Great Colonnade at Palmyra
Overview of the Great Colonnade
|Length||1,200 metres (3,900 ft)|
|Public access||Inaccessible (in a war zone)|
|Criteria||i, ii, iv|
|Designated||1980 (4th session)|
|Part of||Site of Palmyra|
The Great Colonnade at Palmyra was the main colonnaded avenue in the ancient city of Palmyra in the Syrian Desert. The colonnade was built in several stages during the second and third century CE and stretched for more than a kilometer (approximately .75 miles). It linked the Temple of Bel, in the southeastern end of the city, to the West Gate and the Funerary Temple in the northwestern part.
The colonnade was damaged during the Syrian Civil War, especially when Palmyra was occupied by the Islamic State of Iraq and the Levant from May 2015 to March 2016. However, large parts of it are still intact.
The colonnade consists of three sections that were built separately over the course of the second and third century CE. The western stretch of the colonnade is the oldest and started at the West Gate near the Funerary Temple. The eastern section stretched from the Monumental Arch in the center of the town to the entrance of the Temple of Bel. The middle section was built last to connect the two separate colonnades. It met the western stretch at the Great Tetrapylon, and the eastern stretch at the Monumental Arch.
The western colonnade was the first section to be built. Inscriptions found on some columns confirm that works started before 158 CE. The straight avenue ran in northwest-southeast direction and stretched for 500 metres (1,600 ft), the longest of the three sectors. The main avenue's width was 11.7 metres (38 ft) while the side streets were 7 metres (23 ft) in width. The colonnade's western terminus, the West Gate, was built in the late second-century CE. The avenue also connected in a right angle to the Transverse Colonnade which stretched to the Damascus Gate in the south.
The eastern sector of the Great Colonnade started at the Monumental Arch and stretched in a northwest-southeast direction towards the propylaea of the Temple of Bel. Work on the colonnade started after the completion of the propylaea in 175 CE and continued through the beginning of the third-century CE. This section is the widest of the Great Colonnade with a uniform width of 22.7 metres (74 ft) for the main street and 6.7 metres (22 ft) for the sidewalks. A corner of the temenos of the Temple of Nebu was demolished to allow the colonnade an uninterrupted line of sight towards the Monumental Arch from the west and a wider access to the section leading to the Temple of Bel. A nymphaeum was later added to the eastern colonnade between the Bel and Nebu temples.
The middle colonnade, stretching from east to west, was constructed to connect the two earlier colonnades. Work on the central avenue began from the Monumental Arch, where it met the eastern colonnade, sometime in the early third-century CE. The section stretched until the Great Tetrapylon where it met the western colonnade in an oval plaza. The central colonnade also incorporated the portico of the baths. The central section of the Great Colonnade became the most important with several civic buildings clustered around it, including the caesareum, the theatre, the baths and the Temple of Nebu. The width of the main street varies from 14 metres (46 ft) at the its widest near the tetrapylon, to 10 metres (33 ft) when it reaches the Monumental Arch. The sidewalks also vary in width between 6.3–7 metres (21–23 ft) for the northern sidewalk and 6.8–8.95 metres (22.3–29.4 ft) for the southern one.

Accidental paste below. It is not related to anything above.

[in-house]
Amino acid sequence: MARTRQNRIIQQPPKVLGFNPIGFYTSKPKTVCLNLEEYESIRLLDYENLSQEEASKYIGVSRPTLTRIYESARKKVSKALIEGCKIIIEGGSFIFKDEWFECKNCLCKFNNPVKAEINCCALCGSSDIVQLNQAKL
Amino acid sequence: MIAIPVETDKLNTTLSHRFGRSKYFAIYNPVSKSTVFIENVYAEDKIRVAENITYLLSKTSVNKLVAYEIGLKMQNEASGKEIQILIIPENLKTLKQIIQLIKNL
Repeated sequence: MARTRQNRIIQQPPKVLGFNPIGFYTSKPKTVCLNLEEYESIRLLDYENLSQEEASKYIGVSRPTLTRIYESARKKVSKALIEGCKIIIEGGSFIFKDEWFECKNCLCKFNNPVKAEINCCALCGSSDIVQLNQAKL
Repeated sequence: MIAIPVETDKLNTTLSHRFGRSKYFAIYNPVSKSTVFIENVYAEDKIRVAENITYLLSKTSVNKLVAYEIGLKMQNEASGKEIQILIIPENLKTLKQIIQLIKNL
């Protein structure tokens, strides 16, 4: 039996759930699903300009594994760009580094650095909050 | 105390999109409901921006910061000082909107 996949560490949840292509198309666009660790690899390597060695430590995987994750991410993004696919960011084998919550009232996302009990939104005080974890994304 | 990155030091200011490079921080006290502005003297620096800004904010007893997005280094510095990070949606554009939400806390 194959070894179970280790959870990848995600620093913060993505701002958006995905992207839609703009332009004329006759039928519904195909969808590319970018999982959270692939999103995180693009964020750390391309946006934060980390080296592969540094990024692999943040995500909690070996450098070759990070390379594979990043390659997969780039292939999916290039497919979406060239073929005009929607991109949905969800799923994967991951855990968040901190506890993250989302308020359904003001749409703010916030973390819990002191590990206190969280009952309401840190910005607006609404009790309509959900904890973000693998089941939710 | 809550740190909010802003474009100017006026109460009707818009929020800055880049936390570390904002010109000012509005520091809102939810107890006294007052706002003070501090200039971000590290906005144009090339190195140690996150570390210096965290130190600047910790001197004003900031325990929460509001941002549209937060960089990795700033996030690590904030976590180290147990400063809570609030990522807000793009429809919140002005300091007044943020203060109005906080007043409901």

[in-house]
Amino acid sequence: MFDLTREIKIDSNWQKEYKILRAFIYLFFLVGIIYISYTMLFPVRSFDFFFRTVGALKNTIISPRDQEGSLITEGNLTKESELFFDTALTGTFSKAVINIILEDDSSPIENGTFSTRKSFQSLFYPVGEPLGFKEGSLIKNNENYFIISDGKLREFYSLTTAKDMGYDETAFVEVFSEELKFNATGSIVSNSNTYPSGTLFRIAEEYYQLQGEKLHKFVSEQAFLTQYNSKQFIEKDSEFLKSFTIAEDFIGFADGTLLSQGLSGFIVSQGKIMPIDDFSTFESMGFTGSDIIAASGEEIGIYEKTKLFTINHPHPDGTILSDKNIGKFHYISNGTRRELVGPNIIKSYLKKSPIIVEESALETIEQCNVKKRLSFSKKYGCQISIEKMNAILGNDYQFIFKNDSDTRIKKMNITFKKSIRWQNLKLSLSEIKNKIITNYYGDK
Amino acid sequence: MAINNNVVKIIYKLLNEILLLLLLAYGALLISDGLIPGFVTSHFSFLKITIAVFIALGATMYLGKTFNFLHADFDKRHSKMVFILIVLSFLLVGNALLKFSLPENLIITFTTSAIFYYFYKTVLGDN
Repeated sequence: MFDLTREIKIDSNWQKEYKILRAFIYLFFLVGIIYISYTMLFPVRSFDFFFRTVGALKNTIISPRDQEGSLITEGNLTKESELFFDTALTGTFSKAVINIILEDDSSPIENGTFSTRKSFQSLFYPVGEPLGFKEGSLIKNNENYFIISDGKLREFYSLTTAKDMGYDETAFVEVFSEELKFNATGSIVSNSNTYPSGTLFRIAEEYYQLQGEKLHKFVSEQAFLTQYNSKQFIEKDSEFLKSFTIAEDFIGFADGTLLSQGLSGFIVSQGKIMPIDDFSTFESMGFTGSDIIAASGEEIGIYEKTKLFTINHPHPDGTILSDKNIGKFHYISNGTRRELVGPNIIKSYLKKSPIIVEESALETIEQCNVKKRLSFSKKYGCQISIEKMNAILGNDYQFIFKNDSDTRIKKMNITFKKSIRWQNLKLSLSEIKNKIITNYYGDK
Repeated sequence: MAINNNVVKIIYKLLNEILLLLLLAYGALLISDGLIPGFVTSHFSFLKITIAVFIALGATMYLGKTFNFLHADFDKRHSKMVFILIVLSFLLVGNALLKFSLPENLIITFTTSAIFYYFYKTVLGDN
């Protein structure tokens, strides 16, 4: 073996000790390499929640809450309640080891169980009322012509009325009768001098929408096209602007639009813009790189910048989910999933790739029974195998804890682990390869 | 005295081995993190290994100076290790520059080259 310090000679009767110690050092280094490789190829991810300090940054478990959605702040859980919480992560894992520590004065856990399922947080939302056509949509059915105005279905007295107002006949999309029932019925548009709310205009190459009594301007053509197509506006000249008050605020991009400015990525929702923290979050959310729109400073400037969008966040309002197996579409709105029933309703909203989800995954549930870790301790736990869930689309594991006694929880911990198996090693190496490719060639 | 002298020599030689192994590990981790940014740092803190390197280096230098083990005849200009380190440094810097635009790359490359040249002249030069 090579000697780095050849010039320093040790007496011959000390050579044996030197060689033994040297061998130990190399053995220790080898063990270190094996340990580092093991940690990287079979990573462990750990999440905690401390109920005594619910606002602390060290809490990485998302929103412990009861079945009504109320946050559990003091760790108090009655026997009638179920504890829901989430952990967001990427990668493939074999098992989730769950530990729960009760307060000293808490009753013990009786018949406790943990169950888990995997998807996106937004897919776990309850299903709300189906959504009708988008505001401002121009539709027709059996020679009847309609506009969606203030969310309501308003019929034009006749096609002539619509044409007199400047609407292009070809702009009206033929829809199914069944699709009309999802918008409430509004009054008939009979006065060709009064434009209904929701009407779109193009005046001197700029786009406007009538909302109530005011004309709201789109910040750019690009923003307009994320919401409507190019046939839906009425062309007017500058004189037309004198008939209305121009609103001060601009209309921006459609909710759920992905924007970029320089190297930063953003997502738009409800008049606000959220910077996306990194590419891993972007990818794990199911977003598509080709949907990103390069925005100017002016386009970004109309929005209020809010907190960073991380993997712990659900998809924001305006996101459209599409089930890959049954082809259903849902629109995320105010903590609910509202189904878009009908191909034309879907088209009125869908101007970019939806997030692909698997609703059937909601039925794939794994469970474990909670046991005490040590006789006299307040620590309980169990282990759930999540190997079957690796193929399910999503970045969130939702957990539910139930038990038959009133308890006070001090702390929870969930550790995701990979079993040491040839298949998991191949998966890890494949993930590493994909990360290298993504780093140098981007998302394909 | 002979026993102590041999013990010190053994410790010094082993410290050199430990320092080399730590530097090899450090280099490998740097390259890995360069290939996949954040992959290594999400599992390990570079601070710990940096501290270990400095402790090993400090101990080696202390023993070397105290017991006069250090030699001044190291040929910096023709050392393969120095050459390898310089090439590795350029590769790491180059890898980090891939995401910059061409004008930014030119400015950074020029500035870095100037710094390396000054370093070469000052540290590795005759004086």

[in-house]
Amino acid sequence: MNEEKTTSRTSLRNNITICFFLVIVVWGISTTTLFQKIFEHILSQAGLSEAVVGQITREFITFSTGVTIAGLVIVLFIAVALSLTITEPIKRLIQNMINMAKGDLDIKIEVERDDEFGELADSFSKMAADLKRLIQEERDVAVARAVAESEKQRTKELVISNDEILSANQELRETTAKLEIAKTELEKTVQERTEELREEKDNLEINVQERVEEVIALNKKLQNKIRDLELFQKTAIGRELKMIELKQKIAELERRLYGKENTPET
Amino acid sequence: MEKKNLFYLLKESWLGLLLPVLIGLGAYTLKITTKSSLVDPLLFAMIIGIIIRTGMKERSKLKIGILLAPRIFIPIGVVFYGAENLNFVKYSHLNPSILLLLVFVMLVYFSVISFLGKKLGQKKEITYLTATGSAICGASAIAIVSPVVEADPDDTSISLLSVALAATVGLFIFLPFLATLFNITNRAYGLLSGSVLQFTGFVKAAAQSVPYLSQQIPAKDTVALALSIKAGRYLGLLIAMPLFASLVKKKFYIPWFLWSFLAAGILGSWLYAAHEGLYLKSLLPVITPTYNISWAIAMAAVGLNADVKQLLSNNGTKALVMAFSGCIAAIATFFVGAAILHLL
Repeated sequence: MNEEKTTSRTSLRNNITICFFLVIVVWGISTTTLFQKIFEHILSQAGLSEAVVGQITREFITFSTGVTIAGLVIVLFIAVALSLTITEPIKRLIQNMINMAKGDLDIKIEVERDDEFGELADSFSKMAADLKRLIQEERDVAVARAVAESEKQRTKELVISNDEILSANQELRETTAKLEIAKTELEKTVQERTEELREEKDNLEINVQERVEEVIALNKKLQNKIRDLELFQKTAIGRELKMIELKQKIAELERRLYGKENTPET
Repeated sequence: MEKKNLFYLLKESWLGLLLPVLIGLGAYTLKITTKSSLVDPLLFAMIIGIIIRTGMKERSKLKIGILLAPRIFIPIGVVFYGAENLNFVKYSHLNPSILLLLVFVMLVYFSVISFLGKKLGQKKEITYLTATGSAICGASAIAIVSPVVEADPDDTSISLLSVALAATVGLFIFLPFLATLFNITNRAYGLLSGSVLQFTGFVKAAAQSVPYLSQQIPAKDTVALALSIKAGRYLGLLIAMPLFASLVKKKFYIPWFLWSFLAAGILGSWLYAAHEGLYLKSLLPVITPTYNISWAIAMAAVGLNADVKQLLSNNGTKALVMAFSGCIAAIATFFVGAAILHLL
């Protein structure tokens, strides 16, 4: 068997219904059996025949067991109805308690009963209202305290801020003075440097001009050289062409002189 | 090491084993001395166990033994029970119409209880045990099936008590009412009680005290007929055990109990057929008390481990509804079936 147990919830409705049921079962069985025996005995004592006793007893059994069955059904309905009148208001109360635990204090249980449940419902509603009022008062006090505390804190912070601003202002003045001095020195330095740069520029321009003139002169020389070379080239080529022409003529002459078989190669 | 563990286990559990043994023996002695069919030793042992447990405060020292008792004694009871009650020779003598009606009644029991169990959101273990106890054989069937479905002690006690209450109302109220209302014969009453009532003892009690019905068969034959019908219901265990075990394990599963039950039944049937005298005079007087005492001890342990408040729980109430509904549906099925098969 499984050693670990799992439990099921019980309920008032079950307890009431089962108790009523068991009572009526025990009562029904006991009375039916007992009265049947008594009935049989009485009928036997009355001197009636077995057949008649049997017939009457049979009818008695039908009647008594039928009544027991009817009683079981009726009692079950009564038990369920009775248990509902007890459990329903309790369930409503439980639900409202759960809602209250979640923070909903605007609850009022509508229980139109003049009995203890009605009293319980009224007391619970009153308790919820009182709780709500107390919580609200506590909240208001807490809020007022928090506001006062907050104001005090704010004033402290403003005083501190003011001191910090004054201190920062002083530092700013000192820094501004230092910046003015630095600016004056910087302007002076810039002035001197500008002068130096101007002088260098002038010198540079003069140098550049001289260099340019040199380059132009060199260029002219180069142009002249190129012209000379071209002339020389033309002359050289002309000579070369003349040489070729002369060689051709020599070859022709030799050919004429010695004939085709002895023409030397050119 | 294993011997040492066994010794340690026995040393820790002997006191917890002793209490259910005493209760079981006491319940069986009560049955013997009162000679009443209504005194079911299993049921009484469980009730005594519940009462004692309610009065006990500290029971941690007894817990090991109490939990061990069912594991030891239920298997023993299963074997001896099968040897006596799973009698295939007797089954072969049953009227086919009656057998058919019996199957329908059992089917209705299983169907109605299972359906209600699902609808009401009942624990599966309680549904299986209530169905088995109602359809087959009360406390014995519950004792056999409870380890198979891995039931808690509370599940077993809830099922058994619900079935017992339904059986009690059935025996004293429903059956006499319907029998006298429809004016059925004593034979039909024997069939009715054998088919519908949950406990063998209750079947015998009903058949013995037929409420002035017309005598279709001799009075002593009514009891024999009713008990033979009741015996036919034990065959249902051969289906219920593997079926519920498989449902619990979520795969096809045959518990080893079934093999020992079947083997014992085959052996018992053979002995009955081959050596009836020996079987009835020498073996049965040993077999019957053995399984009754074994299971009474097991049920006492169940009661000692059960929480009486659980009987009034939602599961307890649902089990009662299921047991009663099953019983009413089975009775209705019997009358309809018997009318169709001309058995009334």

Architecture and significance
The colonnade's early columns, especially in the western stretch, were built using the classical opus emplectum building technique. The columns consisted of six to eight short sections. This technique was gradually replaced, from the 220s, by what historian Marek Barański termed opus Palmyrenum. The newer technique, seen in the middle and eastern stretches of the colonnade, utilized three long segments instead of the short drums. The technique allowed for significantly faster construction at the time.
The Corinthian columns were fitted with decorated brackets that bore dedicatory inscriptions. The brackets were used to hold bronze statues of important figures. Dedicatory inscriptions to Zenobia and Odaenathus dating to between 257 and 267 were discovered on columns set up in front of the theatre.
Palmyra, Syria. Colonnade, 19th century, Brooklyn Museum
- "Palmyra National Museum Completely Plundered, Artifacts Partly Destroyed". Sputnik. 27 March 2016. Archived from the original on 27 March 2016.
- Barański, 1995, p. 39.
- Barański, 1995, p. 43.
- Barański, 1995, p. 45.
- Butcher, 2003, p. 246.
- Barański, 1995, p. 41.
- Butcher, 2003, p. 245.
- Barański, 1995, p. 37.
- Frances Terpak and Peter Louis Bonfitto. "Colonnade Street". The Legacy of Ancient Palmyra. The Getty Research Institute. Retrieved 10 February 2017.